Tabora Urban District
Tabora Urban is one of the six districts in the Tabora Region of Tanzania. This district is mostly the city of Tabora and its suburbs. It is bordered completely by the Uyui District as it is an enclave.
According to the 2002 Tanzania National Census, the population of the Tabora Urban District was 188,808. 
Tabora Municipality is the headquarters of Tabora region, located in the western part of Tanzania and comprises six districts: Tabora Municipal, Tabora rural, Urambo, Igunga, Sikonge and Nzega.
The history of Tabora town can be traced back to 1830 when it was called “Unyamwezi”. During the slave trade in mid-1840s, the Arabs constructed a base in the town. The name Tabora then emerged from the ethnic Nyamwezi (the largest tribe in the region) word “MATOBOLWA” meaning dried boiled sweet potatoes. Tabora Municipality borders Uyui district in the east, north and west and Sikonge district in the south and is 800 km west of Dar es salaam, 320 km east of Kigoma port on the shores of Lake Tanganyika, and 360 km south of Mwanza city. The climate of the district is generally hot (20 to 32 degrees), with relative humidity ranging from 25 to 65% and the rain fall ranges from 650 to 850 mm per year.
The Municipality is projected to have a total population of 197,825 people according to the 2002 census and a growth rate of 2.36 annually; within the jurisdiction area of 1092.26 square kilometres.
The literacy rate of the population in Tabora Municipality is 56% which has implications for health awareness. The Municipality is reasonably well connected through rail, roads and air services, although the main means of transportation is the railway. Even though the roads cover a fairly large percentage of the municipality, the condition of the roads has been deteriorating due to lack of funds for maintenance and the building of new roads and this adversely impacts access to health care services.
In the Municipality, agriculture is the main economic activity, focusing on maize, rice, groundnuts, beans, cowpeas, cassava, sweat potatoes and tobacco. Tabora is also famous for beekeeping (honey and beeswax) and forest timbering activities. Livestock farming is also an important economic activity in the region.
Much of the arable land in Tabora Municipality has been degraded due to poor irrigation practices and an increasing demand for land for agriculture, grazing and firewood. The industrial sector employs about 8929 people, 13.5% of which are in the formal sector.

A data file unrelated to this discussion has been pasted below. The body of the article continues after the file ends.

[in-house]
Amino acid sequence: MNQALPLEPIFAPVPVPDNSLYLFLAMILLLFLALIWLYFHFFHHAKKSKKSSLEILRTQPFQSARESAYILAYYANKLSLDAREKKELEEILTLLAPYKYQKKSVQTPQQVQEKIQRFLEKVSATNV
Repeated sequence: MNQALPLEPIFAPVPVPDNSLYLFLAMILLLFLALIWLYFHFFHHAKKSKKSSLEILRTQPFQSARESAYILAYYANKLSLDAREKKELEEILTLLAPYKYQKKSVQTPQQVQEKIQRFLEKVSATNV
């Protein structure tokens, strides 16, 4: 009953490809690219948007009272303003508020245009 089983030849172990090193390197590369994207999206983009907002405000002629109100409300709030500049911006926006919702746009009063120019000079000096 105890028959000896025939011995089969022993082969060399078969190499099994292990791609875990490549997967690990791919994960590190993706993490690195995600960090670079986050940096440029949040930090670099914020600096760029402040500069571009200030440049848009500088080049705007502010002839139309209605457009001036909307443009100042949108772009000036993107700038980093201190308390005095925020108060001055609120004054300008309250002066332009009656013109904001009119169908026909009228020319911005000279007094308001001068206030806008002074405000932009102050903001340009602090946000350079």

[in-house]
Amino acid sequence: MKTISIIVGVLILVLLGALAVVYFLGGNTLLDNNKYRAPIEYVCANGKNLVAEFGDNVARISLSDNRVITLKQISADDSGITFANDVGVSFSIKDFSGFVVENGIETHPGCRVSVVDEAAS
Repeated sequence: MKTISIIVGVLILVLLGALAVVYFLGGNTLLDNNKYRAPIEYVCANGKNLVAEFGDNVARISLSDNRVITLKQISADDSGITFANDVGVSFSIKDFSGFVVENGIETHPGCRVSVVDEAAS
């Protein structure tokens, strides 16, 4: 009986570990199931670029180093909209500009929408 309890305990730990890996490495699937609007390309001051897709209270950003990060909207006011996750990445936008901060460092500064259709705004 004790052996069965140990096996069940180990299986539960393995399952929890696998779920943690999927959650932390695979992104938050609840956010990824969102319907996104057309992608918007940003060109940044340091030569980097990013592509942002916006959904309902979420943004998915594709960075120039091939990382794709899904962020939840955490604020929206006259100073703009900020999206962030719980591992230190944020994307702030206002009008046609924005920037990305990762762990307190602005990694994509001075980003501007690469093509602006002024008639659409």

There are various commercial activities varying in size and encompassing various retail activities such as groceries, stationery, hotel, bars, guesthouses, restaurants, cinema, pharmacies etc. Commercial activities are mainly concentrated in the central area, while the rural areas are largely poorly serviced. In summary, the low incomes of the population, low productivity of land and the existence of poor infrastructure influences the low health quality of the population and their access to health services.
Tabora acquired a Township council status in 1958 and was raised to municipal council July 1988. Administratively, the Municipality is subdivided into 21 wards; 8 rural and 13 urban. The urban wards are subdivided into 116 streets, while the rural wards are subdivided into 24 villages that are further subdivided into 117 hamlets.
The Municipal council has 9 departments: health, finance, economic planning and trade, education, agriculture, livestock and cooperatives, community development, works, town planning and environment, and administration and personnel. Municipality’s economic base depends on the services sector provided by both central and local governments. Other economic activities in the Municipality are public services, commerce, small enterprises, industry, small-scale agriculture and forestry.
Tabora Urban District is administratively divided into 25 wards:
The climate of the Tabora region favours forestry, livestock and agriculture processing industries. In the 1960s and 1970s, Tabora was popular in timber processing industries and brands like Tabora Misitu was a common name. On the other hand, beekeeping industry was highly developed and Tabora Beekeepers Cooperative Union located at Kipalapala in Itetemia Ward was glorious with exports to West Germany, Britain, United States and other western countries reaching more than 200,000 tons in 1989. In 1992 Tabora Beekerpers won certification from the Soil Association and Organic Standards of Bristol, UK as producers of organic beeswax and honey. The famous blue label honey packs popularly called African Queen has now lost its glorious moments and the industry is in poor conditions following the liberalization of honey buying and selling business.